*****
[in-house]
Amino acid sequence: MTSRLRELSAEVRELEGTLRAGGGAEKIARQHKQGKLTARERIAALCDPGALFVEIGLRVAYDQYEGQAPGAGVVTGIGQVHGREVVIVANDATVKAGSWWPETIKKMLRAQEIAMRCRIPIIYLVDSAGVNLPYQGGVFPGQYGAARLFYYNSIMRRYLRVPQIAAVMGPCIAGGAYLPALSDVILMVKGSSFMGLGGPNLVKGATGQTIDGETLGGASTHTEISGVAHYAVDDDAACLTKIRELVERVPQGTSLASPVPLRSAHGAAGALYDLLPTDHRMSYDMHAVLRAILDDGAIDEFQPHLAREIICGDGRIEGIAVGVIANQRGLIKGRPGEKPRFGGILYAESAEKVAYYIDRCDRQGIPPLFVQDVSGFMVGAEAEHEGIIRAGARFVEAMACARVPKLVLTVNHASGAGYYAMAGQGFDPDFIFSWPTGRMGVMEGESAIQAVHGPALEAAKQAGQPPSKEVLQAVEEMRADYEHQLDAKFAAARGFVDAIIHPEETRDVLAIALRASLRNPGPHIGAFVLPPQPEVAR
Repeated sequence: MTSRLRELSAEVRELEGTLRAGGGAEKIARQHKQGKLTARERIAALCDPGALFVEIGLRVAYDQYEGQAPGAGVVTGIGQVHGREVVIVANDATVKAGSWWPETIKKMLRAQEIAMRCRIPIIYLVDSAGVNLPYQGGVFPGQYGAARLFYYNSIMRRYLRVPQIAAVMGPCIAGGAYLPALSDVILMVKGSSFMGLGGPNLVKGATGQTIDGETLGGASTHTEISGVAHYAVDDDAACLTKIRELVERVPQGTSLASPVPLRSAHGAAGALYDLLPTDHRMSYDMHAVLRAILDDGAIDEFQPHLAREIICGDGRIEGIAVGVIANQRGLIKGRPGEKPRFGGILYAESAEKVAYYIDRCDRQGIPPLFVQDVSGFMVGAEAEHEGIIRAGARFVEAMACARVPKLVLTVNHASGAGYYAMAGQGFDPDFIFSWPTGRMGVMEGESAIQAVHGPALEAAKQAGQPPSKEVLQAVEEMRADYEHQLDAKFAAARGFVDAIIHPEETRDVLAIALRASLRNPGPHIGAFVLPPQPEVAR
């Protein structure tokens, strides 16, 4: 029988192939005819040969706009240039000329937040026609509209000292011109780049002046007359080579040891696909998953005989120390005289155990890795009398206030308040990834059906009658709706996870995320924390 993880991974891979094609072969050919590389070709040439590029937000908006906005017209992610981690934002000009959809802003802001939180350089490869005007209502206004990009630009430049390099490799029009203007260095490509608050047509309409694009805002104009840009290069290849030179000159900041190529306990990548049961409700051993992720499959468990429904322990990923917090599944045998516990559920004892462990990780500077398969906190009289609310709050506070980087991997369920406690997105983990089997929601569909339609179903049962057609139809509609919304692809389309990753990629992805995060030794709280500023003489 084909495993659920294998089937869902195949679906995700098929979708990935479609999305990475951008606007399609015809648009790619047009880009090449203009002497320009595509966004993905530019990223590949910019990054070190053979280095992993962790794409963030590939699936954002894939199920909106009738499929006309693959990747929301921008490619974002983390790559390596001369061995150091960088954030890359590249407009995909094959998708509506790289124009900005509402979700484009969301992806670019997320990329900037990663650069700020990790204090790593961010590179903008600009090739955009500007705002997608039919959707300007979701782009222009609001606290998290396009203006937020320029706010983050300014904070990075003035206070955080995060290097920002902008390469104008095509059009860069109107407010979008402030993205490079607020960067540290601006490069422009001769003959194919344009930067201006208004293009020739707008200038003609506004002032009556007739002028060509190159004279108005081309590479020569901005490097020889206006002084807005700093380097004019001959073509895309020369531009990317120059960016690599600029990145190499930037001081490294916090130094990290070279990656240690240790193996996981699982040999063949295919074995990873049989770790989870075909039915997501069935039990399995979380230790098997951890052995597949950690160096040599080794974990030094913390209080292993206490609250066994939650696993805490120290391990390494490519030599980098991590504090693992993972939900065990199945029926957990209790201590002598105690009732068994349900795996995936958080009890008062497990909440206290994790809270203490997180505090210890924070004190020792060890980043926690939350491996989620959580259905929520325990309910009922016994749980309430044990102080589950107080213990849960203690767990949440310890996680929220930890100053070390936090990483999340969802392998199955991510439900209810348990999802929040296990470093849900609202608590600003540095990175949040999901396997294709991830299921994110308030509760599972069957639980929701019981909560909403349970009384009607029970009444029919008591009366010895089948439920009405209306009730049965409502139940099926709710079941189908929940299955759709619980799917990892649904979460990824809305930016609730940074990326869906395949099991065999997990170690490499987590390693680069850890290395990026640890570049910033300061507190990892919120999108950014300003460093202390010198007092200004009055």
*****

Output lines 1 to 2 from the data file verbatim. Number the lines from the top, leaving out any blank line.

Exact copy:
[in-house]
Amino acid sequence: MTSRLRELSAEVRELEGTLRAGGGAEKIARQHKQGKLTARERIAALCDPGALFVEIGLRVAYDQYEGQAPGAGVVTGIGQVHGREVVIVANDATVKAGSWWPETIKKMLRAQEIAMRCRIPIIYLVDSAGVNLPYQGGVFPGQYGAARLFYYNSIMRRYLRVPQIAAVMGPCIAGGAYLPALSDVILMVKGSSFMGLGGPNLVKGATGQTIDGETLGGASTHTEISGVAHYAVDDDAACLTKIRELVERVPQGTSLASPVPLRSAHGAAGALYDLLPTDHRMSYDMHAVLRAILDDGAIDEFQPHLAREIICGDGRIEGIAVGVIANQRGLIKGRPGEKPRFGGILYAESAEKVAYYIDRCDRQGIPPLFVQDVSGFMVGAEAEHEGIIRAGARFVEAMACARVPKLVLTVNHASGAGYYAMAGQGFDPDFIFSWPTGRMGVMEGESAIQAVHGPALEAAKQAGQPPSKEVLQAVEEMRADYEHQLDAKFAAARGFVDAIIHPEETRDVLAIALRASLRNPGPHIGAFVLPPQPEVAR